If the lot already exists in the exact acreage that you need then there is no need for a survey. Nevertheless, most new building lots in this area are part of a farm or a larger parcel of land, which necessitates a new boundary survey from a professional surveyor. You can search the applicable county’s GIS system to make this determination. In Putnam County, it is important to contact the health department before the surveyor goes out for the field work.
While we work with all of the local surveyors, the Law Office of Amber L. Niese, LLC is located at the same location as NIESE SURVEYING & ENGINEERING, LLC, which is solely owned and operated by Amber’s husband, Justin H. Niese, P.E., P.S., C.F.M. The teamwork and collaboration of the two separate businesses offers an efficient and cost-effective process from start to finish. If you wish to utilize the services of both businesses for your real estate work, please review the disclosure statement which is posted at the office and is also reviewed with each client utilizing both businesses.
The surveyor will perform the field work to set new pins, draw up a plat showing the new boundary lines, and generate a new legal description for the lot. The legal description is what the attorney needs to prepare a new deed. Again, county and township requirements dictate what needs to be done with the plat based on its acreage. The Law Office of Amber L. Niese, LLC typically processes the plat to the appropriate government agencies on behalf of clients.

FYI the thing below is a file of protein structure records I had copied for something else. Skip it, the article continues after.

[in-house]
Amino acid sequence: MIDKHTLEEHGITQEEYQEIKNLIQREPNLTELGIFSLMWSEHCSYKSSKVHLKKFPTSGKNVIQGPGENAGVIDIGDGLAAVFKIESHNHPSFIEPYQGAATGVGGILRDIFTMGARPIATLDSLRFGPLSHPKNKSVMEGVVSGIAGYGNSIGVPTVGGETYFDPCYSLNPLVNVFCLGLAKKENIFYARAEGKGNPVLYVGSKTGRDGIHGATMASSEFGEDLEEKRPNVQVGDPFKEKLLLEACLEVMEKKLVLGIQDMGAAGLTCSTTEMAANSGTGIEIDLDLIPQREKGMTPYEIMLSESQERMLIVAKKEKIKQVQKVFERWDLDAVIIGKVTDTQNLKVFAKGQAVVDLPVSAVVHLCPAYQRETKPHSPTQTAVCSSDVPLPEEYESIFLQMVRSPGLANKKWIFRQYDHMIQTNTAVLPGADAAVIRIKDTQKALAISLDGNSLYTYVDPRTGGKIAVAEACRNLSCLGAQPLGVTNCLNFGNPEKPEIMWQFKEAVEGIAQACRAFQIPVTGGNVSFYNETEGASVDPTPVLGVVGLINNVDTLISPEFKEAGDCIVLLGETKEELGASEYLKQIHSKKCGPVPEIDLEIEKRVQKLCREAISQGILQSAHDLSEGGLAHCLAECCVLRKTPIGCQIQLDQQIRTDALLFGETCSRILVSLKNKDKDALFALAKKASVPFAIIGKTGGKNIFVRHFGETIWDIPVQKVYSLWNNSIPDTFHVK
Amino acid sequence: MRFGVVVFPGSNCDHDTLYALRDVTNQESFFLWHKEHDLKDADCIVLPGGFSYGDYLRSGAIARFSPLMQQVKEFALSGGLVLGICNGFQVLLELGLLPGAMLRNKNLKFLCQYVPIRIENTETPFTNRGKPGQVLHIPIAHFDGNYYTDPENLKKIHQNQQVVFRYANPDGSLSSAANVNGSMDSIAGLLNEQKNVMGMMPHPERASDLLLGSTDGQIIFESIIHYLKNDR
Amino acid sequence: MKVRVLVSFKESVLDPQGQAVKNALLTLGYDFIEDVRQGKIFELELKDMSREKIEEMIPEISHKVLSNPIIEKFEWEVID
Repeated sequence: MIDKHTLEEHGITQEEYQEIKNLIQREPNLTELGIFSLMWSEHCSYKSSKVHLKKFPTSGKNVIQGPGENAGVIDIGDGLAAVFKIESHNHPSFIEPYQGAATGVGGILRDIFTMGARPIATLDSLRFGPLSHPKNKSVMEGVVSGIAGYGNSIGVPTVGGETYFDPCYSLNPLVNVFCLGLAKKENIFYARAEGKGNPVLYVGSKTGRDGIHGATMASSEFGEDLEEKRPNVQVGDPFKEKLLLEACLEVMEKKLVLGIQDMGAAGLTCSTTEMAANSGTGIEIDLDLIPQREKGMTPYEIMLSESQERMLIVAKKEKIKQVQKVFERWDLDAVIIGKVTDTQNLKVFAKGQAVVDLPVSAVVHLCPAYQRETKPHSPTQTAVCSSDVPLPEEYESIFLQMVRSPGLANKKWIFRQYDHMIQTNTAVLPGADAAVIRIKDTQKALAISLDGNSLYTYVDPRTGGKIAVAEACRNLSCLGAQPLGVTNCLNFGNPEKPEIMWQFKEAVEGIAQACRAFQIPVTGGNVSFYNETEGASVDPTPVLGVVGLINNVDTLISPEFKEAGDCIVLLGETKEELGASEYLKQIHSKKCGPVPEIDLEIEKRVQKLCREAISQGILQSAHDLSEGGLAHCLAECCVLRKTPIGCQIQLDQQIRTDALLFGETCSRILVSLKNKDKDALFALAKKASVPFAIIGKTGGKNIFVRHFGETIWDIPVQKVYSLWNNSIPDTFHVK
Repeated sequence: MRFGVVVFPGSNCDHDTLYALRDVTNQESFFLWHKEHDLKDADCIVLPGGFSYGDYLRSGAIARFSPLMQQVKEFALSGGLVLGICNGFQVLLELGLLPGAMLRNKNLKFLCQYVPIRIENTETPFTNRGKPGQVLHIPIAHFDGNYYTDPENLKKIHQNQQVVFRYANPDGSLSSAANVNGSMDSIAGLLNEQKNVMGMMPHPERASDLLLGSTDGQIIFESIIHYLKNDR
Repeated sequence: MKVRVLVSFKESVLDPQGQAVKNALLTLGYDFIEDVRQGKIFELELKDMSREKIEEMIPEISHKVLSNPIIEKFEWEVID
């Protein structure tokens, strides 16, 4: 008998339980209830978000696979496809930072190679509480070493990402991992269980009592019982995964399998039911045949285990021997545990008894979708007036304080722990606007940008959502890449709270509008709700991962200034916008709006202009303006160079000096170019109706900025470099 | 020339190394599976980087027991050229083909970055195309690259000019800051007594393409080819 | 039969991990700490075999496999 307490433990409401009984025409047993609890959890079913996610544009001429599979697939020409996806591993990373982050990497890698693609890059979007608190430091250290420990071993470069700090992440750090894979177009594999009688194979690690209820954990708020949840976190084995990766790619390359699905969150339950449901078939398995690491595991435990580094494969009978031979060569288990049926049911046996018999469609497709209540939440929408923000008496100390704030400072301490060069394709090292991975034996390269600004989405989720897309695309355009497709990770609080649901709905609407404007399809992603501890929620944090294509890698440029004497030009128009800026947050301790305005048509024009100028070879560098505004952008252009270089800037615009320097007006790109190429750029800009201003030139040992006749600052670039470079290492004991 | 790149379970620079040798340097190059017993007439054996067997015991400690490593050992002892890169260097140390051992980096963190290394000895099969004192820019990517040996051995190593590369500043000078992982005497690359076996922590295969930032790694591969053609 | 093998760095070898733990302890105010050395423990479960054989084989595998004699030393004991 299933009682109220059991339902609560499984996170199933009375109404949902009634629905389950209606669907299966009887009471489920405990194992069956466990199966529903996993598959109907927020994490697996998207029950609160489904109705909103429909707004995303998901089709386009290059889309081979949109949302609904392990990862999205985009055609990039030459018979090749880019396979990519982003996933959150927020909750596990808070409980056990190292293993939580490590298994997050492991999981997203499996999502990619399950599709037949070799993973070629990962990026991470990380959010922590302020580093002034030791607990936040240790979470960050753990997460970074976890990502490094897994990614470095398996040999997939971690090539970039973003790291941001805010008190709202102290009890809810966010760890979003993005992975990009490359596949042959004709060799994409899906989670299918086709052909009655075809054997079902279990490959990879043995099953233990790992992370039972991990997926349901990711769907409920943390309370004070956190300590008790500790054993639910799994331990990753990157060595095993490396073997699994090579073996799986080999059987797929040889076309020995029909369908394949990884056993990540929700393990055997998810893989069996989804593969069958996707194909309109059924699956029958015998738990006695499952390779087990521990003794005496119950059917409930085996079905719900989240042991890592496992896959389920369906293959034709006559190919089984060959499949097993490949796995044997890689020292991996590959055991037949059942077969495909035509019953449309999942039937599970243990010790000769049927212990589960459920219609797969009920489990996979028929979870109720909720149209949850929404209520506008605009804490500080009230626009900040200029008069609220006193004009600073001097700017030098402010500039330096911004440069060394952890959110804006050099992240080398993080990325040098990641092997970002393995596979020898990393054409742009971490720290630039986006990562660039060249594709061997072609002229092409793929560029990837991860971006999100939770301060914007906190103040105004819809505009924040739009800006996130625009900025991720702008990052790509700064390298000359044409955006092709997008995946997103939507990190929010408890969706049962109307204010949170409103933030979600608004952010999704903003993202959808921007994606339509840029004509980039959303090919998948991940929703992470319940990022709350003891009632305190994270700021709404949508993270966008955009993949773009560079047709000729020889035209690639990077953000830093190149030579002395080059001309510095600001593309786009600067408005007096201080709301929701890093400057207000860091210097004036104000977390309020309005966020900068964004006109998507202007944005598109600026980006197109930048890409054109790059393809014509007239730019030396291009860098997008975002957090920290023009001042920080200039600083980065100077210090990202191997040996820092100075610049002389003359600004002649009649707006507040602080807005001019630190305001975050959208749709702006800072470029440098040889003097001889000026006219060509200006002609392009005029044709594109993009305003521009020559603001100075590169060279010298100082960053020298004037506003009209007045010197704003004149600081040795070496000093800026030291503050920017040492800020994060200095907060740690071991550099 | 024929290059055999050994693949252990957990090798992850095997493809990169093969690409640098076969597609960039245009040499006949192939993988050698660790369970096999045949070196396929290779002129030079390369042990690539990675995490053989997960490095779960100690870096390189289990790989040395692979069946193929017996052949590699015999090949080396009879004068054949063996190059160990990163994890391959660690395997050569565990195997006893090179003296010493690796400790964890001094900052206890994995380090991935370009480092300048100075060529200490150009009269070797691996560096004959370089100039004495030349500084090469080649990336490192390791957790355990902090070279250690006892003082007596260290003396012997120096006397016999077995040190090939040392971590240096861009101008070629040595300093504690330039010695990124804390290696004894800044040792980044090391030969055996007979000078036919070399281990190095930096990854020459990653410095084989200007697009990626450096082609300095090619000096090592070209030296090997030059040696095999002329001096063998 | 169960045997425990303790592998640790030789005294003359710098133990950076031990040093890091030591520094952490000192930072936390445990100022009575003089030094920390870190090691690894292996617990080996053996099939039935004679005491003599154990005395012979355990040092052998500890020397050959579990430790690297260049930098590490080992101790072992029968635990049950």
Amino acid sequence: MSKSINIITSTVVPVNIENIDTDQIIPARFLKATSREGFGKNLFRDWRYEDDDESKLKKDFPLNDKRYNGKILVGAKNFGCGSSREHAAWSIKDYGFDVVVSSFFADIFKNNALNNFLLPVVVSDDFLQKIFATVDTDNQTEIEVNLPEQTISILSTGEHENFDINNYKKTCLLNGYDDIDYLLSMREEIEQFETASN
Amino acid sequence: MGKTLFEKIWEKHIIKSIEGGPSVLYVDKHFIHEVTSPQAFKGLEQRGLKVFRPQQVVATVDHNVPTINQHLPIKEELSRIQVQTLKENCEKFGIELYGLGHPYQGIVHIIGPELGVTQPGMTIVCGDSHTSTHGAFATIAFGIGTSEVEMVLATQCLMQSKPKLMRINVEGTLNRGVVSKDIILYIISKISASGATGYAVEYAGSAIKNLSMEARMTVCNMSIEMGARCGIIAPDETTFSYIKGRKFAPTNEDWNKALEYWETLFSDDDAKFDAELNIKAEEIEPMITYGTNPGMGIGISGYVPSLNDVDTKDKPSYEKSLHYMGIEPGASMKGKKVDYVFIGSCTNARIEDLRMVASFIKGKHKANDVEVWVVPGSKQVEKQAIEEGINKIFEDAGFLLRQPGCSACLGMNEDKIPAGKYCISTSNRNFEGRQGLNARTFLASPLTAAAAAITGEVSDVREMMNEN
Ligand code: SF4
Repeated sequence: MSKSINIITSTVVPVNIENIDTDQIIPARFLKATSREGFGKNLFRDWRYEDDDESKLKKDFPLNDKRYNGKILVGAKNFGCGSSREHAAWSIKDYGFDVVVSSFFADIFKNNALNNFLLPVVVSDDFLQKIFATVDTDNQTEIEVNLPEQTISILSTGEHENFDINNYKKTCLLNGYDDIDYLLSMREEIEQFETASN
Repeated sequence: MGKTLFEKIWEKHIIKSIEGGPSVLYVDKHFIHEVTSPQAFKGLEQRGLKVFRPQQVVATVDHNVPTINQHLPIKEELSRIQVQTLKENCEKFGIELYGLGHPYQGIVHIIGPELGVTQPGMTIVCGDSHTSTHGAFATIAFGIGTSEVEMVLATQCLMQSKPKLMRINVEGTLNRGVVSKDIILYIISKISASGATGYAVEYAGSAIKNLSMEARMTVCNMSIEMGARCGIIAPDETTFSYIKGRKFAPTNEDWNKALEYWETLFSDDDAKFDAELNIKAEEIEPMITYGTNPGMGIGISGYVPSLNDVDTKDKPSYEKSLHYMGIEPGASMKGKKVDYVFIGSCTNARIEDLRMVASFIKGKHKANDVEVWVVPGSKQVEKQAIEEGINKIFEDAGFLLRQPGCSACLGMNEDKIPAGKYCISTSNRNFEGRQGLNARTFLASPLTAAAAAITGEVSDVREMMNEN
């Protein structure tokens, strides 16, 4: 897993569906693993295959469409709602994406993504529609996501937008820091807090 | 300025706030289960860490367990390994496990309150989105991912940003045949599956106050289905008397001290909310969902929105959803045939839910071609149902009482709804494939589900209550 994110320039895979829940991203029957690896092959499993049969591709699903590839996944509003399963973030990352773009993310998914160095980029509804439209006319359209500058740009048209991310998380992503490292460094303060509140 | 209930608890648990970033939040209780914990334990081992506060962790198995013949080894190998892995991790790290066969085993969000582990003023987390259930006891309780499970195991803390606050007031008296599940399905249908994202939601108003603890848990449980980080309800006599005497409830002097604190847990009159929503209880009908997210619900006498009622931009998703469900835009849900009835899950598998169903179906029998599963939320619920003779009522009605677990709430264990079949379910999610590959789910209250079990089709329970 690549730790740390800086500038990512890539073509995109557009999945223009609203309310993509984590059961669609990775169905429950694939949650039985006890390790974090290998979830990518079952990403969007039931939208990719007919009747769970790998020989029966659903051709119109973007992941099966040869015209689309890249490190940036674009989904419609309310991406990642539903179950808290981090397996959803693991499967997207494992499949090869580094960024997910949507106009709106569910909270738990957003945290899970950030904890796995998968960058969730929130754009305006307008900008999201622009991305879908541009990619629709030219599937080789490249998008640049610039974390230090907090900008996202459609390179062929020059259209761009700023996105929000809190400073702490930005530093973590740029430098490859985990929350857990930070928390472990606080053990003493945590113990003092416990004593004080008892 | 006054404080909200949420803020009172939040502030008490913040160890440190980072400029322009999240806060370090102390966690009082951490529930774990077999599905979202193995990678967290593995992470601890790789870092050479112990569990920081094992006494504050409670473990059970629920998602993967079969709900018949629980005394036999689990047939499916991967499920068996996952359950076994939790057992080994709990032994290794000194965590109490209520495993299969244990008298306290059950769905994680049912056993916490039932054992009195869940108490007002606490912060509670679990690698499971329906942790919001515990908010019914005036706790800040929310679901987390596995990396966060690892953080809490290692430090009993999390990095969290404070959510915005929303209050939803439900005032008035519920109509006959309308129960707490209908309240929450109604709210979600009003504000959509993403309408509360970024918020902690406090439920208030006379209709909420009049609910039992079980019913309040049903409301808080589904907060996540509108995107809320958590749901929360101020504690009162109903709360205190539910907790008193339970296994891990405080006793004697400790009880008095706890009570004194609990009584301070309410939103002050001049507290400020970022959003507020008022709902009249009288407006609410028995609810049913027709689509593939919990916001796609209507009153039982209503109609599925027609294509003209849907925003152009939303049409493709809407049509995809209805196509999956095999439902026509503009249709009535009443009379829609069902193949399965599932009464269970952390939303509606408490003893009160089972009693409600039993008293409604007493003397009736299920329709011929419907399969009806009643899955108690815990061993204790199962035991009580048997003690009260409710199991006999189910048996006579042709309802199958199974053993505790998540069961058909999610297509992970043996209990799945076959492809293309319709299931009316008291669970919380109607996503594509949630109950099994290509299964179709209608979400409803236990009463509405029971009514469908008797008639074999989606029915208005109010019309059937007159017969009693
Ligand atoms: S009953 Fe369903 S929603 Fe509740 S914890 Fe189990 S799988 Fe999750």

For example, in Putnam County the plat for any new lot under five acres requires a notarized signature from the landowner, signatures of township trustees, the health department, the planning commission, and the engineer’s office. Before the health department will sign a plat for a development lot (i.e. a new building lot), you need to have a site evaluation/soil testing done for your septic system. Once the health department has signed the plat, then it must sit at the planning commission for 10 days. Then the fee can be paid to the planning commission and the plat can be recorded with the Recorder’s Office. In Henry County, the plat for a lot under 5 acres goes directly to the planning commission with an application fee and the plat does not get recorded.
STEP 4 – CLOSE ON THE TRANSACTION
The closing refers to the date where possession of the land switches from buyer to seller. Before closing you will get a settlement statement that is prepared in accordance with the purchase contract detailing who pays the costs associated with the transaction and the exact amount of money that the buyer needs to provide at closing. The closing can be held at a location convenient to the parties. The Law Office of Amber L. Niese, LLC can handle the closing in our office in Miller City, but we also meet with parties outside of the office if needed. Documents can also be mailed for signature if a party to the transaction is from some distance away or a power of attorney on behalf of a party could be used depending on the circumstances.
After you have title in your name and you have placed your septic system in, depending on the layout of your lot, an easement may be required for the septic outlet. This will often necessitate a new description be prepared by a surveyor for the easement area and an easement drafted by an attorney that gets recorded in the public records. In Putnam County, your septic system will not get approved by the Health Department until this step is completed.
Contact the Law Office of Amber L. Niese, LLC today for assistance with buying or selling real estate for the construction of a new home.